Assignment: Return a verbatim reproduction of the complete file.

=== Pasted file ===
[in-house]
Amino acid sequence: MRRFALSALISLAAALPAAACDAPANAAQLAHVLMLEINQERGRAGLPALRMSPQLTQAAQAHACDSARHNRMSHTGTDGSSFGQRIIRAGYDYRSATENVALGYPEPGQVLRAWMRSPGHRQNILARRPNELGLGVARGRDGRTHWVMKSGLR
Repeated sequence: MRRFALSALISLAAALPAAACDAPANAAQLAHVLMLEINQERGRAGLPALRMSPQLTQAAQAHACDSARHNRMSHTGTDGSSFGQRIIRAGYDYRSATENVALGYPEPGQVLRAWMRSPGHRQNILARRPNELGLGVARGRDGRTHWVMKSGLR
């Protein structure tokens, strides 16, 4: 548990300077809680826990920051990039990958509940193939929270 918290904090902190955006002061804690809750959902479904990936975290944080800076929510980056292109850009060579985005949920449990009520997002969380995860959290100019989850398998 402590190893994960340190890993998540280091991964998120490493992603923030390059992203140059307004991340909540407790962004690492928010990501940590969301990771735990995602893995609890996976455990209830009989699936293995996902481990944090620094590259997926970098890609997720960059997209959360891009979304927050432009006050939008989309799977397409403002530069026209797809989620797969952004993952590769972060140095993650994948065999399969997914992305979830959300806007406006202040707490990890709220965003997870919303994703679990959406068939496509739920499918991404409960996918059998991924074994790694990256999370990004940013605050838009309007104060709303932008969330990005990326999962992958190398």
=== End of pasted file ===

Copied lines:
[in-house]
Amino acid sequence: MRRFALSALISLAAALPAAACDAPANAAQLAHVLMLEINQERGRAGLPALRMSPQLTQAAQAHACDSARHNRMSHTGTDGSSFGQRIIRAGYDYRSATENVALGYPEPGQVLRAWMRSPGHRQNILARRPNELGLGVARGRDGRTHWVMKSGLR
Repeated sequence: MRRFALSALISLAAALPAAACDAPANAAQLAHVLMLEINQERGRAGLPALRMSPQLTQAAQAHACDSARHNRMSHTGTDGSSFGQRIIRAGYDYRSATENVALGYPEPGQVLRAWMRSPGHRQNILARRPNELGLGVARGRDGRTHWVMKSGLR
């Protein structure tokens, strides 16, 4: 548990300077809680826990920051990039990958509940193939929270 918290904090902190955006002061804690809750959902479904990936975290944080800076929510980056292109850009060579985005949920449990009520997002969380995860959290100019989850398998 402590190893994960340190890993998540280091991964998120490493992603923030390059992203140059307004991340909540407790962004690492928010990501940590969301990771735990995602893995609890996976455990209830009989699936293995996902481990944090620094590259997926970098890609997720960059997209959360891009979304927050432009006050939008989309799977397409403002530069026209797809989620797969952004993952590769972060140095993650994948065999399969997914992305979830959300806007406006202040707490990890709220965003997870919303994703679990959406068939496509739920499918991404409960996918059998991924074994790694990256999370990004940013605050838009309007104060709303932008969330990005990326999962992958190398």